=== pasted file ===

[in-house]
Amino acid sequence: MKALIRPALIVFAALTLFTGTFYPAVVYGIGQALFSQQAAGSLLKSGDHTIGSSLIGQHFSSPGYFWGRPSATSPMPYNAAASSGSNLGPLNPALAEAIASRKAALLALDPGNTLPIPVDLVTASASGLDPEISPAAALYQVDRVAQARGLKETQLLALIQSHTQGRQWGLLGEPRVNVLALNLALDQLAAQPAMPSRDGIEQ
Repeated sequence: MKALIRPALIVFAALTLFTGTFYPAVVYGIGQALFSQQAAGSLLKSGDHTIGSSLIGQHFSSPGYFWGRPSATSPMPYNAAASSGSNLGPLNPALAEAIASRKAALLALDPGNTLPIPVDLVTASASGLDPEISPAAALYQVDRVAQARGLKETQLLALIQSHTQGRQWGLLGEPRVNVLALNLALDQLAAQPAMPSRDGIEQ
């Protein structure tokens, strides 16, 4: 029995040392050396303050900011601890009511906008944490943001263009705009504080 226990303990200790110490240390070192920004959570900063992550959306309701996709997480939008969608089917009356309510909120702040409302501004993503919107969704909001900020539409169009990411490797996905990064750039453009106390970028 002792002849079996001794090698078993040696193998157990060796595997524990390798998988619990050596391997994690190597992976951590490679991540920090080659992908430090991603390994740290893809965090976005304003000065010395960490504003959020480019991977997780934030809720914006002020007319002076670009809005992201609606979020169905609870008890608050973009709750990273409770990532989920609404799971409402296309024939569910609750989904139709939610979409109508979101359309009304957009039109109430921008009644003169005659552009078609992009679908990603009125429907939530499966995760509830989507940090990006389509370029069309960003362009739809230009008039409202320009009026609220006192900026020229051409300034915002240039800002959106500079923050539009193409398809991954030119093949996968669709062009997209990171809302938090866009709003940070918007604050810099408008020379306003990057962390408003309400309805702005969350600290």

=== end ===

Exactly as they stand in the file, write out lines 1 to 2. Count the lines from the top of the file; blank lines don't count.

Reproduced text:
[in-house]
Amino acid sequence: MKALIRPALIVFAALTLFTGTFYPAVVYGIGQALFSQQAAGSLLKSGDHTIGSSLIGQHFSSPGYFWGRPSATSPMPYNAAASSGSNLGPLNPALAEAIASRKAALLALDPGNTLPIPVDLVTASASGLDPEISPAAALYQVDRVAQARGLKETQLLALIQSHTQGRQWGLLGEPRVNVLALNLALDQLAAQPAMPSRDGIEQ